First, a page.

The world’s rarest ape has an increased chance of survival after a team led by international conservation charity the Zoological Society of London (ZSL) found a new family group of Hainan gibbons (Nomascus hainanus).

Until last month, it was thought that there were just 25 Hainan gibbons living in three social groups on an island off the Chinese mainland.

The discovery of a new fourth group, a mating pair with a young baby, sighted within Bawangling National Nature Reserve, Hainan Province, increases the known population by almost 12%.

Hainan gibbon male (c) Jessica Bryant ZSL

 

The discovery of this fourth breeding group increases reproductive potential of the population, which could be vital for the long term survival of the Critically Endangered gibbons.

ZSL researcher Dr Jessica Bryant, who led the expedition that made the discovery, said: “Finding a new Hainan gibbon group is a fantastic boost for the population. We had hoped to locate at least one or two solitary gibbons, but discovering a whole new family group complete with a baby is beyond our wildest dreams.”

The new social group brings the estimate of the total population of Hainan gibbons to around 28 individuals.

The ZSL-led project team, including international gibbon experts along with staff from Bawangling National Nature Reserve Management Office, set out to try and find any surviving lone gibbons in the reserve to gain a greater understanding of the total number of Hainan gibbons that remain.

Gibbons are typically located by the sound of their daily song. Due to the low population density of the Hainan gibbon, they are less likely to sing as there are few other gibbons to advertise their territory to, making detection of solitary individuals or groups extremely challenging. By utilising new acoustic techniques that prompt gibbons to investigate and call, the team were able to locate this new group.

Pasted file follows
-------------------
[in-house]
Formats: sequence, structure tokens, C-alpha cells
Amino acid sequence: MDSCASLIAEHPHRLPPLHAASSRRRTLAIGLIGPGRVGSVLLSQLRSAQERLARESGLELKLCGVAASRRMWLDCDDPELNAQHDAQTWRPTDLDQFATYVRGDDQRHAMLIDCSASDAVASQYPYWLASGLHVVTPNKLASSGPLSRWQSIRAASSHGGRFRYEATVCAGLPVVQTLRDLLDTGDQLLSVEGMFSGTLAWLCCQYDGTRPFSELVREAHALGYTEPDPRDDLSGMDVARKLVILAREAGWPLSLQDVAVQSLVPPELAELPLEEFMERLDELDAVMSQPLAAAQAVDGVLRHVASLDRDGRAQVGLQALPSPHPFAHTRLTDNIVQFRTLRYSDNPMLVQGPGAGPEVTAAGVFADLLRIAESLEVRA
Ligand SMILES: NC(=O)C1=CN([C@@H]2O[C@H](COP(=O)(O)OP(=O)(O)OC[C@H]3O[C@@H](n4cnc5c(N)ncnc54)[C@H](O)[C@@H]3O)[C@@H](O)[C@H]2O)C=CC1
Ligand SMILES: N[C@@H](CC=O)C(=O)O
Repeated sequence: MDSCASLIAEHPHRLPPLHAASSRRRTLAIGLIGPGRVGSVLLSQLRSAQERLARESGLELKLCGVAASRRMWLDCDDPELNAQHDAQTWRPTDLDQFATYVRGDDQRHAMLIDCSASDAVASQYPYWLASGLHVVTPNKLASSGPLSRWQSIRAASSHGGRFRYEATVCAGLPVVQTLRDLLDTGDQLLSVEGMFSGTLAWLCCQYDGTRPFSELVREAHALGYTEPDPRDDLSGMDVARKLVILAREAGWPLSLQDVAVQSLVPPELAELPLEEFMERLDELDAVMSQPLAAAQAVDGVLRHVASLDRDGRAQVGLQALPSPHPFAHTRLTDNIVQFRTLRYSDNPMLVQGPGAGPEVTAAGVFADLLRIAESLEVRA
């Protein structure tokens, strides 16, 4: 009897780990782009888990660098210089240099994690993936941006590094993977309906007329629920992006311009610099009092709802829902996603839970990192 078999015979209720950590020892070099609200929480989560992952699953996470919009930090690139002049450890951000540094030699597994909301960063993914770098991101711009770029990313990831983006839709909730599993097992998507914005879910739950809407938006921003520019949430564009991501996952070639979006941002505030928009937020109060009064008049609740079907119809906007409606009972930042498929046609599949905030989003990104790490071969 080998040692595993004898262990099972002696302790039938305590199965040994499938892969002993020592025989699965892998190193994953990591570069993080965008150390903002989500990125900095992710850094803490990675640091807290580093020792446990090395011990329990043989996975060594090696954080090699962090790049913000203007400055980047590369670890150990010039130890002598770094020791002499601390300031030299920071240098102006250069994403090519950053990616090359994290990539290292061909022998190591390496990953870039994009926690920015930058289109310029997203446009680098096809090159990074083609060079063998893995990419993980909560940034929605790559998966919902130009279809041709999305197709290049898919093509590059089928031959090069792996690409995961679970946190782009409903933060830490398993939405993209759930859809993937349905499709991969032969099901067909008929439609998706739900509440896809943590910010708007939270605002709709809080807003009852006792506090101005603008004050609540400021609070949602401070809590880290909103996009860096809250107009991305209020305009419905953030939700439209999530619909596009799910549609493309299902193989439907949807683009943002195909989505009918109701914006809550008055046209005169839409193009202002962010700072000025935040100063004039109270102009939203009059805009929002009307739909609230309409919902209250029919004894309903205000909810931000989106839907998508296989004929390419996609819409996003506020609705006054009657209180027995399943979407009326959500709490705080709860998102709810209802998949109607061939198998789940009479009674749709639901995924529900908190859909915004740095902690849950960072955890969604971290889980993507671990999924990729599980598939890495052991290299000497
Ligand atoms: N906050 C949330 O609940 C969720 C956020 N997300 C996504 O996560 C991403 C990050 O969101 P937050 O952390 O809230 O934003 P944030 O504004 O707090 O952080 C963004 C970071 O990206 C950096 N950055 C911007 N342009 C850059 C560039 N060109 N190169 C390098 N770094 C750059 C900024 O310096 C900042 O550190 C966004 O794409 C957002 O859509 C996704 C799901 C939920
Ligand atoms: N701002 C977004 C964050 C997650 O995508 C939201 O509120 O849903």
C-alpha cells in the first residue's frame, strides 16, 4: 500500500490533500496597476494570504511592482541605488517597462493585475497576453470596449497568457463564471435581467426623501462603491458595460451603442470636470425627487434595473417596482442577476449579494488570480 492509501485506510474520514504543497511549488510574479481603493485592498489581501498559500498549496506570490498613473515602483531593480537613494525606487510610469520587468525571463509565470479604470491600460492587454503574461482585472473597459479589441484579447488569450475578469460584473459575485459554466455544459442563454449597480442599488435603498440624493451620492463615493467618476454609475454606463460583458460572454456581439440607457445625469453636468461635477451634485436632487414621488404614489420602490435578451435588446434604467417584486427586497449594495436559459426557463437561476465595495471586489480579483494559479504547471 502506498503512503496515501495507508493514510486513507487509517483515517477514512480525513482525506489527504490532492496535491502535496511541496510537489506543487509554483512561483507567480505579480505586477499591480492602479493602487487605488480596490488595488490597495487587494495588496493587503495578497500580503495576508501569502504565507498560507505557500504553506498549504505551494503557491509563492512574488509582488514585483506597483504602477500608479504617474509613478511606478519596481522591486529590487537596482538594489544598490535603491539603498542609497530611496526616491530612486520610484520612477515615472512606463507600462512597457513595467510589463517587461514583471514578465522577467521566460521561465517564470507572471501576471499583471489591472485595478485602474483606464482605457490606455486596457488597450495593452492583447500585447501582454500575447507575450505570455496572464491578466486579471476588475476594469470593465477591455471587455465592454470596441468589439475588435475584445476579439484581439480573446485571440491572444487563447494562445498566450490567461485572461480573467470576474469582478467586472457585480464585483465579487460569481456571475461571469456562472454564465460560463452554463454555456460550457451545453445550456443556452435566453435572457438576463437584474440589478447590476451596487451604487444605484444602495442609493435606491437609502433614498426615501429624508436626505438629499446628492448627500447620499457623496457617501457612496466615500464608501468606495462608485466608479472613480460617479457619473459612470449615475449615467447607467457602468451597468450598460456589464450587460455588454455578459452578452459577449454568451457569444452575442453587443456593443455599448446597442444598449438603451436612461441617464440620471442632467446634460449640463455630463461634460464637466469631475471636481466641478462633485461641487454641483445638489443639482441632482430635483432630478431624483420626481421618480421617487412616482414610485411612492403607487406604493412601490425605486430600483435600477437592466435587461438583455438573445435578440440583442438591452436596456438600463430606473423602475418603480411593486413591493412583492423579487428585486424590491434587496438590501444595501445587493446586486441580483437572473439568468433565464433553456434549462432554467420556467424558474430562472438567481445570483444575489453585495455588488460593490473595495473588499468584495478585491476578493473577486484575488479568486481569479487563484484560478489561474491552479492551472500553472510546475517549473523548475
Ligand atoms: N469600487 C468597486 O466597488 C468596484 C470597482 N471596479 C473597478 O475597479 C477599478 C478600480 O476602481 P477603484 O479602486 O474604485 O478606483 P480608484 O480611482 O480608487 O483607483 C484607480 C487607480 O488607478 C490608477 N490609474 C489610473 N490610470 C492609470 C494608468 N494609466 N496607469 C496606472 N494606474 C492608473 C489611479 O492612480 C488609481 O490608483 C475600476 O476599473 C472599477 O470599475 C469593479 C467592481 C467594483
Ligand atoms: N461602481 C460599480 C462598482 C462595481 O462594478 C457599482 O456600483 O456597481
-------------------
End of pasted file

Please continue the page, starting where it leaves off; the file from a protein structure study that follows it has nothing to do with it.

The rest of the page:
Dr Bryant added: “The success of our discovery is really encouraging. We now want to learn more about this new group, and also hope to extend the investigation to perhaps even find additional solitary gibbons or other groups. Today is a great day for Hainan gibbon conservation.”

 

Hainan gibbon female with infant (c) Jessica Bryant ZSL

 

ZSL’s conservation work with Hainan gibbons
Numbering around 2,000 individuals in the 1950s, the Hainan gibbon (Nomascus hainanus) underwent a severe decline in the late 20th century due to habitat loss and hunting, and is now one of the most threatened species in the world. Listed as Critically Endangered on the IUCN Red List, a population of just 28 Hainan gibbons remain. ZSL is helping to develop a more secure future for the species; our work aims to help ensure the continued effective protection of gibbon habitat and enhanced forest connectivity, while utilising optimal monitoring methods in order to understand gibbon habitat requirements and dispersal; in addition to encouraging new gibbon group formation and expansion into good-quality habitat across the wider Bawangling landscape.

 

The above article is reprinted from materials provided by ZSL.